Can someone tell me why a triangle inscribed in a semicircle is always a right triangle?
I am in Trig currently and someone told me I had to use the laws of cosine. Which I am familiar with, I just don't know how to prove it.
Thank you
Can someone tell me why a triangle inscribed in a semicircle is always a right triangle?
I am in Trig currently and someone told me I had to use the laws of cosine. Which I am familiar with, I just don't know how to prove it.
Thank you
This is a special case of Inscribed and Central Angles in a Circle from Interactive Mathematics Miscellany and Puzzles
When you read the proof keep in mind that your central angle is 180°.
If it should be proven by the Law of Cosines, then,
let yhe two legs of the inscribed triangle be x and y
the hypotenuse is diameter d.
we assume the angle between x and r is 90 degrees.....this angle is opposite d.
By Law of Cosines,
d^2 = x^2 +y^2 -2(x)(y)cos(90deg)
d^2 = x^2 +y^2 -2xy(0)
d^2 = x^2 +y^2 -------------this is the Pythagorean Theorem, applicable to right triangles only. So the inscribed triangle is really a right triangle, whatever the lengths of x and y are.
It sometimes helps to see a dynamic diagram.
There should be a java applet to the right of this text (it might take a second to load)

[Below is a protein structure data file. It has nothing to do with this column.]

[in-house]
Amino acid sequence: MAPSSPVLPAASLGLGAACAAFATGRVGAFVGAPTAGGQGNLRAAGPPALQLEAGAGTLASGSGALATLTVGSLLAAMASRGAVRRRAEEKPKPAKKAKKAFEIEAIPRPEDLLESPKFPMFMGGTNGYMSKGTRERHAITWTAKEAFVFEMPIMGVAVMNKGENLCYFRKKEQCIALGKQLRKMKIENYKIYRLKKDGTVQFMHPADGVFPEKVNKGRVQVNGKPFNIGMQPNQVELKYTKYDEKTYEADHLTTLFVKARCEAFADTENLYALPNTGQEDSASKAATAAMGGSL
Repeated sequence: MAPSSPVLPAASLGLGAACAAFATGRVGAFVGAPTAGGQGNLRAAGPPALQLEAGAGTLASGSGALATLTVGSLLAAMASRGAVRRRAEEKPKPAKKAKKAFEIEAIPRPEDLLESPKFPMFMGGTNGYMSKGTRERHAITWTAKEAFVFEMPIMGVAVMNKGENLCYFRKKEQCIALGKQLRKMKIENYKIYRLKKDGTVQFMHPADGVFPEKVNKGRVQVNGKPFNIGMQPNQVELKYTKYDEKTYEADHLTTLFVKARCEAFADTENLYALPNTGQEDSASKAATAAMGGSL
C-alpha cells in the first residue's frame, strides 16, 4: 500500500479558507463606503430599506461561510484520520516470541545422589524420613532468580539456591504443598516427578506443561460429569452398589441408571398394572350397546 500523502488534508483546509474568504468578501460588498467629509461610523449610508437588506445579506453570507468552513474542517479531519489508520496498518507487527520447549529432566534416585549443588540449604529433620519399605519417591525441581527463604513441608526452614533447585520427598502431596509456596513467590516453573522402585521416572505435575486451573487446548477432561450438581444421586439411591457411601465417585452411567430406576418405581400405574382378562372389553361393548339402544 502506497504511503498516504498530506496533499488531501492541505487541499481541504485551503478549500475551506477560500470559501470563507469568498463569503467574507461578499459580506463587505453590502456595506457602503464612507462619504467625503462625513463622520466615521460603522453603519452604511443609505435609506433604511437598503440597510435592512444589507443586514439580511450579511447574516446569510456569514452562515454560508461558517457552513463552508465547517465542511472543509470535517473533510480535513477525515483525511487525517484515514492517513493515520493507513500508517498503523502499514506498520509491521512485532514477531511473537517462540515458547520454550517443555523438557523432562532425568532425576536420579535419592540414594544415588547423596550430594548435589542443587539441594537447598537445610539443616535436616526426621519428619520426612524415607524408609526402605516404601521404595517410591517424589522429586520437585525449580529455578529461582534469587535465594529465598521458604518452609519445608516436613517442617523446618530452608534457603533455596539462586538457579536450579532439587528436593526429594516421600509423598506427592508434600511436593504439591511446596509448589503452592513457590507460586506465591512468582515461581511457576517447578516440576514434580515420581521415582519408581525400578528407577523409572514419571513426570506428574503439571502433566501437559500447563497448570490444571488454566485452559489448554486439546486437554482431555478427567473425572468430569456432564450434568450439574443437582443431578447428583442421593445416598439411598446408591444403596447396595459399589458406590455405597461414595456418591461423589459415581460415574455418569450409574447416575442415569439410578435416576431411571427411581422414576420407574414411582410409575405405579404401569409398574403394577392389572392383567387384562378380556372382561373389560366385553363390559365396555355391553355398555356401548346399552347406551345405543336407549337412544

You can move the red dots around.
Notice that angle C is always a right angle.
On a side note to others: How many knew that you could type in a java applet? I used to use it all the time, but I haven't been here in like a year.
Hello, zodiacbrave!
Well, here's one way . . . my way.
We have a circle with center $\displaystyle O$, diameter $\displaystyle AB$, and radii $\displaystyle OA = OB = OC = r.$Why is a triangle inscribed in a semicircle is always a right triangle?
Draw chords $\displaystyle AC = x$ and $\displaystyle BC = y.$
Let $\displaystyle \angle AOC = \theta,\;\;\angle BOC = \theta'$Code:* * * * * C * o * r * * * * θ * θ' * A o - - - - o - - - - o B * r O r * * * * * * * * * *
Use the Law of Cosines in $\displaystyle \Delta AOC\!:\;\;x^2 \:=\:r^2 + r^2 -2(r)(r)\cos\theta $
. . We have: .$\displaystyle x^2\;=\;2r^2 - 2r^2\cos\theta$ .[1]
Use the Law of Cosines in $\displaystyle \Delta BOC\!:\;\;y^2 \;=\;r^2 + r^2 - 2(r)(r)\cos\theta'$
. . We have: .$\displaystyle y^2 \;=\;2r^2 - 2r^2\cos\theta' $ .[2]
Since $\displaystyle \theta + \theta' \:=\:180^o\quad\Rightarrow\quad \theta' \:=\:180^o - \theta$
. . $\displaystyle \cos\theta' \:=\:\cos(180^o-\theta) \:=\:-\cos\theta $
Substitute into [2]: .$\displaystyle y^2 \;=\;2r^2 - 2r^2(\text{-}\cos\theta)$
. . and we have: .$\displaystyle y^2 \;=\;2r^2 + 2r^2\cos\theta $ .[3]
Add [1] and [3]: .$\displaystyle x^2 + y^2 \;=\;(2r^2 - 2r^2\cos\theta) +(2r^2+2r^2\cos\theta) $
. . $\displaystyle x^2 +y^2 \:=\:4r^2 \quad\Rightarrow\quad x^2 + y^2 \:=\:(2r)^2$ . . . Pythagorus!
Therefore, $\displaystyle \Delta ABC$ is a right triangle with $\displaystyle \angle C = 90^o.$